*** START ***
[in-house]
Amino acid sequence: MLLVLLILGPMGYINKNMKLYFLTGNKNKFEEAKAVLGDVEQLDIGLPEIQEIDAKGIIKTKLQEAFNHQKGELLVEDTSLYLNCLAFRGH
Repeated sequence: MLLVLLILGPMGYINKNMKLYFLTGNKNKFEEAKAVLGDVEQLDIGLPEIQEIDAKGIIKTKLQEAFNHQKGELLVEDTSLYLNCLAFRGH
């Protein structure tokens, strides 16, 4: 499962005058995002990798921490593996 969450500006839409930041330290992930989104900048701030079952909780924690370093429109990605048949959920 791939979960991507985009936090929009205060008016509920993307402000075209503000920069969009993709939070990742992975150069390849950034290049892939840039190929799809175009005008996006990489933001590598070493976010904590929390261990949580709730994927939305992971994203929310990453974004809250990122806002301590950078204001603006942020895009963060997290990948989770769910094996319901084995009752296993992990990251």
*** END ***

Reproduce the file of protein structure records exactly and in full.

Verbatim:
[in-house]
Amino acid sequence: MLLVLLILGPMGYINKNMKLYFLTGNKNKFEEAKAVLGDVEQLDIGLPEIQEIDAKGIIKTKLQEAFNHQKGELLVEDTSLYLNCLAFRGH
Repeated sequence: MLLVLLILGPMGYINKNMKLYFLTGNKNKFEEAKAVLGDVEQLDIGLPEIQEIDAKGIIKTKLQEAFNHQKGELLVEDTSLYLNCLAFRGH
């Protein structure tokens, strides 16, 4: 499962005058995002990798921490593996 969450500006839409930041330290992930989104900048701030079952909780924690370093429109990605048949959920 791939979960991507985009936090929009205060008016509920993307402000075209503000920069969009993709939070990742992975150069390849950034290049892939840039190929799809175009005008996006990489933001590598070493976010904590929390261990949580709730994927939305992971994203929310990453974004809250990122806002301590950078204001603006942020895009963060997290990948989770769910094996319901084995009752296993992990990251």